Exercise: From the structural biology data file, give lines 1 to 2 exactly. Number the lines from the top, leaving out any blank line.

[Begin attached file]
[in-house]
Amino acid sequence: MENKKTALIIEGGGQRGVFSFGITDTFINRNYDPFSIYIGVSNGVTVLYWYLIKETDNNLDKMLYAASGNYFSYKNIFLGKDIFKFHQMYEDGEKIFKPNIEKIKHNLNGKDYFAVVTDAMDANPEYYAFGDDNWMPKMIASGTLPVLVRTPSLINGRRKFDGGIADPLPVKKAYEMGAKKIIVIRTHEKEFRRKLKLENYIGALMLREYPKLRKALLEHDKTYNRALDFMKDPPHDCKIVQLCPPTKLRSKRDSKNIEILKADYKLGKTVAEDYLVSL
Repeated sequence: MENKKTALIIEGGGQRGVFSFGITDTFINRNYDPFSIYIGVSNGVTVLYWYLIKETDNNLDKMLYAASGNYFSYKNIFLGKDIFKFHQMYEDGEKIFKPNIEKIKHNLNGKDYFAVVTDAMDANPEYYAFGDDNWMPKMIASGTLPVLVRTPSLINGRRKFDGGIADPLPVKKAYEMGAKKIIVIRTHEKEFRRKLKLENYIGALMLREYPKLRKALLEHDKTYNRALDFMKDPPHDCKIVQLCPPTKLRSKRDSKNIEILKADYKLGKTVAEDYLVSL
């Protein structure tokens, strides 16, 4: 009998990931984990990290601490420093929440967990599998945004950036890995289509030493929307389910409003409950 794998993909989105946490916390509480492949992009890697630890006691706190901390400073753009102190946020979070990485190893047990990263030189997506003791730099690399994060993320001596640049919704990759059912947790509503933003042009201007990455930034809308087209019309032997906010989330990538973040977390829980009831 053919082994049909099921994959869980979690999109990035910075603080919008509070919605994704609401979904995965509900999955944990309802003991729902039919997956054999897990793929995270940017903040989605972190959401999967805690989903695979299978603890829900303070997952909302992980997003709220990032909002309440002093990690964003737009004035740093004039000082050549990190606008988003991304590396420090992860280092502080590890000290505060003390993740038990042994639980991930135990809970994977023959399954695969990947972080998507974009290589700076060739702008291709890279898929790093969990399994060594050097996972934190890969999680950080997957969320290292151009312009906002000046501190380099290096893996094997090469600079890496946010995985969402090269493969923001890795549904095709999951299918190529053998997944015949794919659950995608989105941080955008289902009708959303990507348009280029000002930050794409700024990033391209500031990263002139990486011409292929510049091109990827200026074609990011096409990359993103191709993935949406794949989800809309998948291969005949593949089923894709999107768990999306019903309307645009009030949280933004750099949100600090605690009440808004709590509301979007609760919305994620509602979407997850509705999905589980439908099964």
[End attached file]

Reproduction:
[in-house]
Amino acid sequence: MENKKTALIIEGGGQRGVFSFGITDTFINRNYDPFSIYIGVSNGVTVLYWYLIKETDNNLDKMLYAASGNYFSYKNIFLGKDIFKFHQMYEDGEKIFKPNIEKIKHNLNGKDYFAVVTDAMDANPEYYAFGDDNWMPKMIASGTLPVLVRTPSLINGRRKFDGGIADPLPVKKAYEMGAKKIIVIRTHEKEFRRKLKLENYIGALMLREYPKLRKALLEHDKTYNRALDFMKDPPHDCKIVQLCPPTKLRSKRDSKNIEILKADYKLGKTVAEDYLVSL